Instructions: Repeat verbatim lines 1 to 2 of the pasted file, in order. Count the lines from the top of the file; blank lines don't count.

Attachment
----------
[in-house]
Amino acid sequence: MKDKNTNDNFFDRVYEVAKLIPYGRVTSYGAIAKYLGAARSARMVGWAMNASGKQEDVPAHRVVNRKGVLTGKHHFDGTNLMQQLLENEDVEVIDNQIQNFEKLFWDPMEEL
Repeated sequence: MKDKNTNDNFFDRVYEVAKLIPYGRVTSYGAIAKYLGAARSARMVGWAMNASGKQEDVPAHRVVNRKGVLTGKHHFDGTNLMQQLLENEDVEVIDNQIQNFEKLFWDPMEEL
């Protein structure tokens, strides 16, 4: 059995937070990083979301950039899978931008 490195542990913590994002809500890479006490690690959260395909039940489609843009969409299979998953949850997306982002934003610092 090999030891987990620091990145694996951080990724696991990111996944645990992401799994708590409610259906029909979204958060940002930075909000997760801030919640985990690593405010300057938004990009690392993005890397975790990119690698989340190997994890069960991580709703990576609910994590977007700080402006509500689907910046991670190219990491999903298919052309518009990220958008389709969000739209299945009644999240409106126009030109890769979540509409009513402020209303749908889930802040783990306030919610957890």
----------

[in-house]
Amino acid sequence: MKDKNTNDNFFDRVYEVAKLIPYGRVTSYGAIAKYLGAARSARMVGWAMNASGKQEDVPAHRVVNRKGVLTGKHHFDGTNLMQQLLENEDVEVIDNQIQNFEKLFWDPMEEL